“We were not pushed out — we campaigned for public office, reached out with the Militant, organized Militant Labor Forums, won people to our movement from the anti-war movement and our engagement in the Chicano struggle,” Britton said. The SWP publicized and worked with the independent La Raza Unida Party, which was based among working-class Chicanos and Mexicanos.

New developments in working class

“By the mid-1970s the party was looking to new developments in the working class and union movement,” Britton said.

“The steel bosses in Houston and elsewhere didn’t take kindly to the formation of Steelworkers Fight Back, led by Ed Sadlowski, a leader of the union in Chicago, to fight to oust the conservative, class-collaborationist misleaders of the union nationally,” he said. Neither did the Klan, which attacked Sadlowski supporters.

Party members in Houston working in the large steel plants here jumped right into the fight, Britton said.

Britton also pointed to the role of SWP members in Houston in the 11-year campaign that won legal residence for Hector Marroquín in 1988. Marroquín had come to the U.S. after facing death threats in Mexico for his socialist politics. He got a job in a factory here and joined the SWP.

“This case chillingly reminds you of the 43 disappeared students in Mexico and how important the fight is to get to the truth behind their disappearances,” Britton said.

“The 45 years of accomplishments described in the presentations have strengthened the work of the Socialist Workers Party nationally,” said Calero, a member of the SWP National Committee.

He described his experiences participating in the Havana International Book Fair and related activities in February in Cuba that showed how the leadership example and political maturity of the Cuban Five is making a big impact there.

New generations in Cuba want to hear what they have to say. They want to learn about the Five’s internationalist assignment working in the U.S. to ferret out plans by counterrevolutionary paramilitary groups with a record of attacks in Cuba and against supporters of the Cuban Revolution, as well as how they conducted themselves in the U.S. class struggle when they were framed up and imprisoned for about a decade and a half.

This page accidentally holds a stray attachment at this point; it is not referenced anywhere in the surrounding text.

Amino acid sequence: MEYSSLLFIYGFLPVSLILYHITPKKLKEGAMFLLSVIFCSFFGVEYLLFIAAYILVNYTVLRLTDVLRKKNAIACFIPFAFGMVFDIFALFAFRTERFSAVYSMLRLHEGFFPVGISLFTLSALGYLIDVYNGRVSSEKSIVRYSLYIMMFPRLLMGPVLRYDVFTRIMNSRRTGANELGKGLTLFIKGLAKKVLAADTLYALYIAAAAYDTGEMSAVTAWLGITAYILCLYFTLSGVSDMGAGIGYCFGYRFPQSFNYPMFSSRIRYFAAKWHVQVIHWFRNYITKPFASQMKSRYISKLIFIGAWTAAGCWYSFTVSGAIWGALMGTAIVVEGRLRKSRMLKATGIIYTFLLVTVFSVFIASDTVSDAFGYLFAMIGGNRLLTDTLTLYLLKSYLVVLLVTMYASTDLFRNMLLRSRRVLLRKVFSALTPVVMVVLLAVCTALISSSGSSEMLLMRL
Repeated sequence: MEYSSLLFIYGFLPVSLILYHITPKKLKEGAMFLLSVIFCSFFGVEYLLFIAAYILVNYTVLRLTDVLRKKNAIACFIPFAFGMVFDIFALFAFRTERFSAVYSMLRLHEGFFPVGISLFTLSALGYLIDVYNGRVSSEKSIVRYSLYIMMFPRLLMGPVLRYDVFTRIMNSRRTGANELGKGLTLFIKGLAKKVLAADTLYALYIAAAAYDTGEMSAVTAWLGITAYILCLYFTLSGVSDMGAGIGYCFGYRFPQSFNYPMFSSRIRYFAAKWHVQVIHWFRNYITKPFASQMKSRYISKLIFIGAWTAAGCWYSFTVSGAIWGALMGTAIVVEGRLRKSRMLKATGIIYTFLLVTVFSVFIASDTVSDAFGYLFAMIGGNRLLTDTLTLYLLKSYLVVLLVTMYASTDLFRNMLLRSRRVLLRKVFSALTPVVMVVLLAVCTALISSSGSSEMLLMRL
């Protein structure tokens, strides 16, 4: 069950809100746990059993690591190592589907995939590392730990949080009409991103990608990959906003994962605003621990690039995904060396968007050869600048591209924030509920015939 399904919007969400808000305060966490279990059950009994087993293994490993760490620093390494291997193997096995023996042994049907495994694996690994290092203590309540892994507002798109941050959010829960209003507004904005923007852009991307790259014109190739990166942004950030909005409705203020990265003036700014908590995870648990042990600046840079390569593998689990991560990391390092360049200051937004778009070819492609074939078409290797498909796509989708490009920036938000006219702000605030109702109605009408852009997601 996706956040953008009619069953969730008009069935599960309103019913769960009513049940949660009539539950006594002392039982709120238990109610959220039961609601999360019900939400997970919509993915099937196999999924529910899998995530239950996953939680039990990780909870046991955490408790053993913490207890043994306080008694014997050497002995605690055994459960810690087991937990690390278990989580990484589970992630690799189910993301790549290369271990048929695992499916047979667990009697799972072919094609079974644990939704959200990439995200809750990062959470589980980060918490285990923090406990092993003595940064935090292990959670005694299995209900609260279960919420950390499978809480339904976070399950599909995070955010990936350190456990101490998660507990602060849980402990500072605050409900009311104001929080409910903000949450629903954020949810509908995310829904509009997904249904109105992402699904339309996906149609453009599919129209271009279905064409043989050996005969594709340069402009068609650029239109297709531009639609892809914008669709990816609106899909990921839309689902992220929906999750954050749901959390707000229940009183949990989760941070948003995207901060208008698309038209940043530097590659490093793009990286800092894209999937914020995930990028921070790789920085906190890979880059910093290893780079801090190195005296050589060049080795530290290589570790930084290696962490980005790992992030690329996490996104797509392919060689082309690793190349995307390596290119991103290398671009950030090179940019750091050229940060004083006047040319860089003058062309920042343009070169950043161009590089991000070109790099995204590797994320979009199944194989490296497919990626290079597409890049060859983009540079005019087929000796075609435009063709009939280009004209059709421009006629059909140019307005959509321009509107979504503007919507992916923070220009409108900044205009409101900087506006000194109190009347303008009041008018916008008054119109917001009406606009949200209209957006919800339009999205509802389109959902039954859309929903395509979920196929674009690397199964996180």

“Their example of selfless dedication to workers and youth in Cuba and around the world — including in the United States — is the kind of leadership we need,” said Calero.

Libertad Miguel, from the Asamblea Popular de Houston, was one of many who stayed after the program to socialize, read messages sent to the meeting, study the displays and look over a table full of Pathfinder books on special sale. She was impressed with how the talks explained the class struggle. “You can’t just reform or transform capitalism, you have to overthrow it,” she said.

Henry and Alma Cooper first met the party in 1998 at protests against the police killing of Pedro Oregón, a 22-year-old Mexican immigrant who was shot 30 times, nine in the back.

“While the SWP will be missed here, we will continue to point to it as the best example we have of how to fight and at the same time win others to socialism,” Henry Cooper said.

“I never imagined the party had done all of this. What a history,” said Lara Canales, who traveled from Mexico to be at the meeting. She bought a stack of books, including extras for friends in Mexico. Some 200 books were sold.

A collection for the work of the party nationally raised $1,013.